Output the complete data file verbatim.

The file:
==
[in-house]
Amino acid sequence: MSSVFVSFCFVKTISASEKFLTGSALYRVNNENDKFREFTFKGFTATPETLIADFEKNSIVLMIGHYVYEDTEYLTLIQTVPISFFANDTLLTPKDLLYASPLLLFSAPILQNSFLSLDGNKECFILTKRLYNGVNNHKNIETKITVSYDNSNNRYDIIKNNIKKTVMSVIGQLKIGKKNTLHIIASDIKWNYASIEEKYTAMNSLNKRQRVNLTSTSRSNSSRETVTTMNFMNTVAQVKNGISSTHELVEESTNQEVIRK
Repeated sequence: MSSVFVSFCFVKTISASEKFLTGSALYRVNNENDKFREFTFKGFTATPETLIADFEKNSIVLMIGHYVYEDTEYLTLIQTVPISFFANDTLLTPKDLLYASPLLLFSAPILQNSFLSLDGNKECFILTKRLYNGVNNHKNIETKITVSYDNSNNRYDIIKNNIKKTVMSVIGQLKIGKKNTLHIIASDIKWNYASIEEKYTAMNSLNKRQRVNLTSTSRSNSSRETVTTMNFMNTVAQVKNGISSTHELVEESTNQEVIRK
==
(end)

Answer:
[in-house]
Amino acid sequence: MSSVFVSFCFVKTISASEKFLTGSALYRVNNENDKFREFTFKGFTATPETLIADFEKNSIVLMIGHYVYEDTEYLTLIQTVPISFFANDTLLTPKDLLYASPLLLFSAPILQNSFLSLDGNKECFILTKRLYNGVNNHKNIETKITVSYDNSNNRYDIIKNNIKKTVMSVIGQLKIGKKNTLHIIASDIKWNYASIEEKYTAMNSLNKRQRVNLTSTSRSNSSRETVTTMNFMNTVAQVKNGISSTHELVEESTNQEVIRK
Repeated sequence: MSSVFVSFCFVKTISASEKFLTGSALYRVNNENDKFREFTFKGFTATPETLIADFEKNSIVLMIGHYVYEDTEYLTLIQTVPISFFANDTLLTPKDLLYASPLLLFSAPILQNSFLSLDGNKECFILTKRLYNGVNNHKNIETKITVSYDNSNNRYDIIKNNIKKTVMSVIGQLKIGKKNTLHIIASDIKWNYASIEEKYTAMNSLNKRQRVNLTSTSRSNSSRETVTTMNFMNTVAQVKNGISSTHELVEESTNQEVIRK